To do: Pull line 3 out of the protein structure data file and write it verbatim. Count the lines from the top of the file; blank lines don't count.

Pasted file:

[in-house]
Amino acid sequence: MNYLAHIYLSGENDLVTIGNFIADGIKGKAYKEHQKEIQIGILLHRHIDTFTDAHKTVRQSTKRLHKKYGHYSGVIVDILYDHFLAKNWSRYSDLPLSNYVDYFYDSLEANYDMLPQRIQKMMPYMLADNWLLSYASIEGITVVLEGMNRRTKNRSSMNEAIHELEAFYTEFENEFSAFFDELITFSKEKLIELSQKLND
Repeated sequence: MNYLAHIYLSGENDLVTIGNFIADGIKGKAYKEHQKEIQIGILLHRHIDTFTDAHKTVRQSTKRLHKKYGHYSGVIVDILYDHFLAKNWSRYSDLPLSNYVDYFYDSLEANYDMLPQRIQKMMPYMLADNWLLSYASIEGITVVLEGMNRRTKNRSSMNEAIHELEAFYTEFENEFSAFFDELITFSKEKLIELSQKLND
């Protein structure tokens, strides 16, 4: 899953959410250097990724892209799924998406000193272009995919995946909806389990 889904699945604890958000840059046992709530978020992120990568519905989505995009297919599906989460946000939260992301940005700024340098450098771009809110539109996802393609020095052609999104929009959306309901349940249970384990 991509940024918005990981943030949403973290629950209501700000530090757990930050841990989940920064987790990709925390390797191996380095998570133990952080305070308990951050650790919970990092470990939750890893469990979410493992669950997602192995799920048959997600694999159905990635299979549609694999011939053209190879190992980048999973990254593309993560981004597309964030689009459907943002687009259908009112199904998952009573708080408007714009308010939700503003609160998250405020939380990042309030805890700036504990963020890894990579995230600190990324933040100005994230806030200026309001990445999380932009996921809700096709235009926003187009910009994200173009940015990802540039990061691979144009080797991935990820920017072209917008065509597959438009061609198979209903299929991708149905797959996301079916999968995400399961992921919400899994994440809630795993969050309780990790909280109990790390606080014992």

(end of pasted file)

Repeated sequence: MNYLAHIYLSGENDLVTIGNFIADGIKGKAYKEHQKEIQIGILLHRHIDTFTDAHKTVRQSTKRLHKKYGHYSGVIVDILYDHFLAKNWSRYSDLPLSNYVDYFYDSLEANYDMLPQRIQKMMPYMLADNWLLSYASIEGITVVLEGMNRRTKNRSSMNEAIHELEAFYTEFENEFSAFFDELITFSKEKLIELSQKLND